Orthodox Saints of the Pre-Schism See of Rome
17th July (NS) — 4th July (OS) 2020
AURELIAN of LYONS, a monk and later Abbot the Abbey of St. Martin of Ainay (abbaye Saint-Martin d'Ainay) in Ainay (part of present-day Lyons, France). St. Aurelian later served as 47th Archbishop of Lyons from 875 until his repose in 895.
BERTHA of BLANGY, a daughter of Count Rigobertus and Princes Ursanna of Kent. Following the repose of her husband in 672, St. Bertha founded and served as first Abbess of what was later known as the Abbey of St. Bertha of Blangy (Abbaye Sainte Berthe) in Artois (north-eastern France). Towards the end of her life she resigned as Abbess in favour of one of her daughters and spent the rest of her life as a hermitess in the abbey. St. Bertha reposed circa 725.
FINBAR of WEXFORD, a sixth century Abbot of Innis-Doimhle (most likely present-day Inch, Co. Wexford), Ireland. The English Roman Catholic priest and renowned hagiographer Fr. Alban Butler (†1773) describes him as the founding abbot of a monastery on the Isle of Crimlen, between Hy Kinsellagh and the Decies of Munster. He also cautions us not to confuse this St. Finbar with St. Finbar (Barr) of Cork (25th September).
HATTO of OTTOBEUREN, a Swabian noble who, upon reaching majority, donated all his property to the Abbey of Saint Alexander of Bergamo (Kloster Ottobeuren) in Ottobeuren in the Bavarian Allgäu (southern Germany), and received monastic tonsure. St. Hatto spent the rest of his life as a monk at Ottobeuren, reposing in 985.
JUCUNDIAN, (Date Unknown), a martyr in North Africa, of whom nothing is known save he was martyred by drowning at sea.
LAURIANUS, (LAURIAN) of SEVILLE, the extant information on St. Lauianus is completely unreliable. However, according to tradition, he was a native of Pannonia (Hungary), who was most likely ordained to the deaconate in Milan (north-west Italy), and later served as Archbishop of Seville (southern spain). He was probably martyred in Bourges (central France). The head of Saint Laurianus is amongst the relics venerated at Seville.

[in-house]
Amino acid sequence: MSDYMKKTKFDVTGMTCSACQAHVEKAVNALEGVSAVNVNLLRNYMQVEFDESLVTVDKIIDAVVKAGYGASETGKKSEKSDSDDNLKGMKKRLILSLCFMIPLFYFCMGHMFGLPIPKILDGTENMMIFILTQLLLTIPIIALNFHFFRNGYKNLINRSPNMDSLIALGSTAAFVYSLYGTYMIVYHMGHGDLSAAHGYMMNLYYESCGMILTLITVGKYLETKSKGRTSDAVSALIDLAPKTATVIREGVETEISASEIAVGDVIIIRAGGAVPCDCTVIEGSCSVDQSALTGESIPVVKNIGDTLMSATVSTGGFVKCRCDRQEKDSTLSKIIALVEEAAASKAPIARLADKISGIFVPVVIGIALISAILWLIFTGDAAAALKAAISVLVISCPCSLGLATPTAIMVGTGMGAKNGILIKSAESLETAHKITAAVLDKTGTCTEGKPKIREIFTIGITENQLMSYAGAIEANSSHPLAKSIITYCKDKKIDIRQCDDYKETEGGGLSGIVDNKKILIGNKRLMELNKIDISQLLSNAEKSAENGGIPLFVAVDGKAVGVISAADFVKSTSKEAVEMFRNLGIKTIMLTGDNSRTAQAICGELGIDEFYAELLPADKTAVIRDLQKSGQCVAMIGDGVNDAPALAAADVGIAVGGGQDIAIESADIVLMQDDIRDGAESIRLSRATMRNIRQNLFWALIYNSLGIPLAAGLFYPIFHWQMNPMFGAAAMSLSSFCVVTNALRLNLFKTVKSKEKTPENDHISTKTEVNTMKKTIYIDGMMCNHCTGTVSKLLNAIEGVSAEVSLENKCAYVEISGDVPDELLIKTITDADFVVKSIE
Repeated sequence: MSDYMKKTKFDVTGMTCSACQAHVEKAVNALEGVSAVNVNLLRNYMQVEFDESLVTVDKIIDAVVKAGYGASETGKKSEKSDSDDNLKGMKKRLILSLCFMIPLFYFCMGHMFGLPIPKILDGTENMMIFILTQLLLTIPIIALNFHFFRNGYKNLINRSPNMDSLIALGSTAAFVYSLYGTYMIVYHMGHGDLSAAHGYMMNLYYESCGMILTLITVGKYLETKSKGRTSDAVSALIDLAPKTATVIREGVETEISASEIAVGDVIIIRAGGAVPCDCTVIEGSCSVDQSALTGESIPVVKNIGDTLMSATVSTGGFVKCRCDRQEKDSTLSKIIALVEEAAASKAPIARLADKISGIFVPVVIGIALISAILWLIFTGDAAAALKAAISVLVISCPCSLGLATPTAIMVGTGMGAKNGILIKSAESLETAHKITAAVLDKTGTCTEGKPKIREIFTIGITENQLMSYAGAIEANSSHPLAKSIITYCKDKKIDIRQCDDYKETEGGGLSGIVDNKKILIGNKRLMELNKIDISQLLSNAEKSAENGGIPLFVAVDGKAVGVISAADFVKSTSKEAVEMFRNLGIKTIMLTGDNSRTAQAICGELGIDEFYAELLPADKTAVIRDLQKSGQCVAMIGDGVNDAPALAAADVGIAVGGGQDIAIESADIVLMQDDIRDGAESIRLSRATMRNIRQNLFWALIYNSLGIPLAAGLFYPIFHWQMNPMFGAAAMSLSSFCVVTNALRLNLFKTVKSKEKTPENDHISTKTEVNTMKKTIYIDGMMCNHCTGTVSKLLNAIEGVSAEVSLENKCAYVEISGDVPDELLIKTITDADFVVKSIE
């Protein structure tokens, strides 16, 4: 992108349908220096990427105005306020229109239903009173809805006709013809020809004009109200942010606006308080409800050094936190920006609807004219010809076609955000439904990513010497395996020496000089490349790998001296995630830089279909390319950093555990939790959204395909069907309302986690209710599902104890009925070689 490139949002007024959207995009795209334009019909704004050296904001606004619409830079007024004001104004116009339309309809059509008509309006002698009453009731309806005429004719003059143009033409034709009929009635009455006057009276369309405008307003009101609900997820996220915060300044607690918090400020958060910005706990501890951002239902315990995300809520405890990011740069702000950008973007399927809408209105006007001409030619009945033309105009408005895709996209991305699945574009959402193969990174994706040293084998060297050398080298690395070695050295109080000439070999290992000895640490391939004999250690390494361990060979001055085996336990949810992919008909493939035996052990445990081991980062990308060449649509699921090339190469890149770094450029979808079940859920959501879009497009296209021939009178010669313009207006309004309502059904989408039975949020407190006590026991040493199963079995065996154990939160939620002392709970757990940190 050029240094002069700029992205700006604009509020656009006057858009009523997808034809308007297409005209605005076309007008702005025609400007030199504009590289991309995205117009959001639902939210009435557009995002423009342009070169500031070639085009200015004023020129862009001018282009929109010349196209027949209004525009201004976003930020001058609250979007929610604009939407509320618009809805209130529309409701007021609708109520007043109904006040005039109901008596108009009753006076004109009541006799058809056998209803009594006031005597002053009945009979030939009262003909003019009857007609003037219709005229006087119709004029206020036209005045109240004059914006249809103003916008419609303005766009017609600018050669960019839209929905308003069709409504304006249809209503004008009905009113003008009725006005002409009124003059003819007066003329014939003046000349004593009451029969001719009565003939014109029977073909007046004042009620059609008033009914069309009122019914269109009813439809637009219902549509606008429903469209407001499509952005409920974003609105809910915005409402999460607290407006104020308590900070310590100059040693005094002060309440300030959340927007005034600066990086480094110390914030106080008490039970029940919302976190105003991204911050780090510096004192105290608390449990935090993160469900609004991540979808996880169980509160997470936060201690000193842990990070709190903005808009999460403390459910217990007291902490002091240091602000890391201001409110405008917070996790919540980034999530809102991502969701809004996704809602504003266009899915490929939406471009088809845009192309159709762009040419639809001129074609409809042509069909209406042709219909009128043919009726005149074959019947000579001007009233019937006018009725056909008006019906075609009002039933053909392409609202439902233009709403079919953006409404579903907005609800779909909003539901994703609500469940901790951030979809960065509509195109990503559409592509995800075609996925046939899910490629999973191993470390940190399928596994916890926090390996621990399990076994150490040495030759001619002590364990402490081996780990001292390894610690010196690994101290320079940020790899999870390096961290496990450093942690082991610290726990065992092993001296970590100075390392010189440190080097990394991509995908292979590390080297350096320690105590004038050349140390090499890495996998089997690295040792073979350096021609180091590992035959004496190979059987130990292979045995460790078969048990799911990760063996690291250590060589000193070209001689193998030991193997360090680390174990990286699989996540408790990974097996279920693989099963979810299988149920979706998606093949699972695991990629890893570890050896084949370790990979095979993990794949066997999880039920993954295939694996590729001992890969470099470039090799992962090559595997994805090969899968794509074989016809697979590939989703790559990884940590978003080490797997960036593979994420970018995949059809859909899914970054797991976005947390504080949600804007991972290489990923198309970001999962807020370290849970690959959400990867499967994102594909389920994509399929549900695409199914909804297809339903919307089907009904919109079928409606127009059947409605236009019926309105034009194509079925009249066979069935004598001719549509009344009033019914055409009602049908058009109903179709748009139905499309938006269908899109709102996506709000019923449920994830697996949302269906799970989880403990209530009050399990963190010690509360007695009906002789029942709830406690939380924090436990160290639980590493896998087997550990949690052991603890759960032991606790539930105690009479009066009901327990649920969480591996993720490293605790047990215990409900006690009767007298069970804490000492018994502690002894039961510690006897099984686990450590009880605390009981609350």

NAMPHAMON the ARCHMARTYR and COMPANIONS, an early (circa 180?) group of martyrs at Madaura in Numidia in North Africa, often counted as amongst the first to be martyred in that region. The name Namphone is of Punic or Carthaginian derivation, however, no further firm information is extant.
PROCOPIUS of SÁZAVA, a native of Bohemia (western Czech Republic), who lived for some time as a monk somewhere in present-day Hungary. St. Procipius returned to his native Bohemia circa 1029, living at first as a hermit in the Sázava Valley. His holiness and wonderworking soon attracted many disciples. With a local nobleman as benefactor, St. Procopius founded a monastery, and served as its founding-Abbot until his repose in 1053.
ULRIC (ULDARICUS, UDALRIC) of AUGSBURG, a native of Augsburg in Bavaria (south-eastern Germany), who was educated at St. Gall in Switzerland. St. Ulric, having been nominated by Henry I the Fowler, King of East Francia (r. 919–936), was consecrated Bishop of Augsburg on 28th December, 923. During his episcopacy, St. Ulric was an indefatigable pastor, visiting the sick, building churches, and caring for his priests. St. Ulrich's courage and leadership served his See well when faced with Magyar invaders, rallying his flock to hold off the Magyars until the arrival of Otto I the Great, Holy Roman Emperor (r. 936–973) and his troops. In 971, after nearly a half century as primate, St. Ulric resigned his See, and with the Emperor’s consent appointed his nephew his successor. The appointment was subsequently ruled un-canonical, and St. Ulric was charged and convicted of nepotism, for which St. Ulric apologised and did penance.
St. Ulric reposed on 4th July, 973. He was canonised on 3rd February 993 by Pope John XV; the first western saint canonised by the Pope of Rome and not a local council, serving as the foundation of the church of Rome’s canonisation process of today.
ALEXIS (ALEXIUS, ALEXIOS) the Man of God, (Early Fifth Century), a native of Rome, who, most likely, with the consent of his bride, left her at the altar to devote his life to serving God. He is said to have left Rome and settled in Edessa. There he entered a monastery and spent close to two decades in prayer and writing on various aspects of Christianity. His fame grew and seeking to continue a life of anonymity, St. Alexis returned to Rome, where he spent the rest of his life, living, unrecognised, on his parents’ estate, as a simple beggar. When he felt death drawing near, St. Alexis wrote a letter, which was found following his repose, to his family in which he revealed his true identity and his love for them. The title ‘Man of God’ is generally said to have been bestowed upon him by either an icon or vision of the Theotokos, who in calling attention to his devotion in Edessa, used that appellation.
ANDREW ZORARD, a Pole who was a missionary in the area of Olawa, Silesia (present-day Poland), and later lived as an anchorite on Mount Zobar in Hungary, where he reposed circa 1010.